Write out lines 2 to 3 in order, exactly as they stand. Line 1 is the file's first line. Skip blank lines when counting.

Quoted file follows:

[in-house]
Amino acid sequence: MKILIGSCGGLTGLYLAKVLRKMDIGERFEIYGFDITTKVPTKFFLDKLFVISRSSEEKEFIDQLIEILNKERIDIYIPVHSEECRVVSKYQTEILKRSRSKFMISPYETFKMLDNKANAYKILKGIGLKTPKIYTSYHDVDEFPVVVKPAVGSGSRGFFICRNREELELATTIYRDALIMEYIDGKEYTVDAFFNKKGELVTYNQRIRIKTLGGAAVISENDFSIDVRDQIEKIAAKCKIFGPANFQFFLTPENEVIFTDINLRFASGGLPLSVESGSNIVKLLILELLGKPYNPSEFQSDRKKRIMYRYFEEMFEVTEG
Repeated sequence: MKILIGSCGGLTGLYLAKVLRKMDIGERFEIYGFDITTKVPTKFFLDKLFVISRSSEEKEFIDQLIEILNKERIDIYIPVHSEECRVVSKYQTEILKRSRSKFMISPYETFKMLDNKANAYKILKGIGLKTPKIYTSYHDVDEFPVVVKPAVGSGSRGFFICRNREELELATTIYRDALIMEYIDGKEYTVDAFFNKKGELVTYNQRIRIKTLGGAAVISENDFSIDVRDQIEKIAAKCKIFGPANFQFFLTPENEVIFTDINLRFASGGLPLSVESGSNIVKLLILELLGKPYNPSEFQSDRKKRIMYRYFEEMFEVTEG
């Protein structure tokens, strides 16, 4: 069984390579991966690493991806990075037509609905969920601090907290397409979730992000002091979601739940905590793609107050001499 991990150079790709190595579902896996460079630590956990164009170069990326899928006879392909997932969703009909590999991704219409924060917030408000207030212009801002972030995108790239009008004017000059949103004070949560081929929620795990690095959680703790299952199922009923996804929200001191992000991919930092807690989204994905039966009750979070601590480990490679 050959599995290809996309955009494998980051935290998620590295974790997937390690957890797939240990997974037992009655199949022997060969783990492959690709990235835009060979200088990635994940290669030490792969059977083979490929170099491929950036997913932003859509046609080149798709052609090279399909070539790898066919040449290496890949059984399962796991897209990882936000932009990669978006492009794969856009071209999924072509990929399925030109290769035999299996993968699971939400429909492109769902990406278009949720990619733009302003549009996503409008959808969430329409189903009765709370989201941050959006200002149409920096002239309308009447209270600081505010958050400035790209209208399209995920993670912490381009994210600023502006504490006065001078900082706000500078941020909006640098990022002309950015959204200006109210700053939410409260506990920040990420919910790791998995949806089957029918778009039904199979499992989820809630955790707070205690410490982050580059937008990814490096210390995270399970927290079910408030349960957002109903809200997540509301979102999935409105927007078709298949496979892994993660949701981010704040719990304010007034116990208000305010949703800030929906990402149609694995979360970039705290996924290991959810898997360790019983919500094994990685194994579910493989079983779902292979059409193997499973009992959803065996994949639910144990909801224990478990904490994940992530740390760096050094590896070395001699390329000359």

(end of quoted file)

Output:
Amino acid sequence: MKILIGSCGGLTGLYLAKVLRKMDIGERFEIYGFDITTKVPTKFFLDKLFVISRSSEEKEFIDQLIEILNKERIDIYIPVHSEECRVVSKYQTEILKRSRSKFMISPYETFKMLDNKANAYKILKGIGLKTPKIYTSYHDVDEFPVVVKPAVGSGSRGFFICRNREELELATTIYRDALIMEYIDGKEYTVDAFFNKKGELVTYNQRIRIKTLGGAAVISENDFSIDVRDQIEKIAAKCKIFGPANFQFFLTPENEVIFTDINLRFASGGLPLSVESGSNIVKLLILELLGKPYNPSEFQSDRKKRIMYRYFEEMFEVTEG
Repeated sequence: MKILIGSCGGLTGLYLAKVLRKMDIGERFEIYGFDITTKVPTKFFLDKLFVISRSSEEKEFIDQLIEILNKERIDIYIPVHSEECRVVSKYQTEILKRSRSKFMISPYETFKMLDNKANAYKILKGIGLKTPKIYTSYHDVDEFPVVVKPAVGSGSRGFFICRNREELELATTIYRDALIMEYIDGKEYTVDAFFNKKGELVTYNQRIRIKTLGGAAVISENDFSIDVRDQIEKIAAKCKIFGPANFQFFLTPENEVIFTDINLRFASGGLPLSVESGSNIVKLLILELLGKPYNPSEFQSDRKKRIMYRYFEEMFEVTEG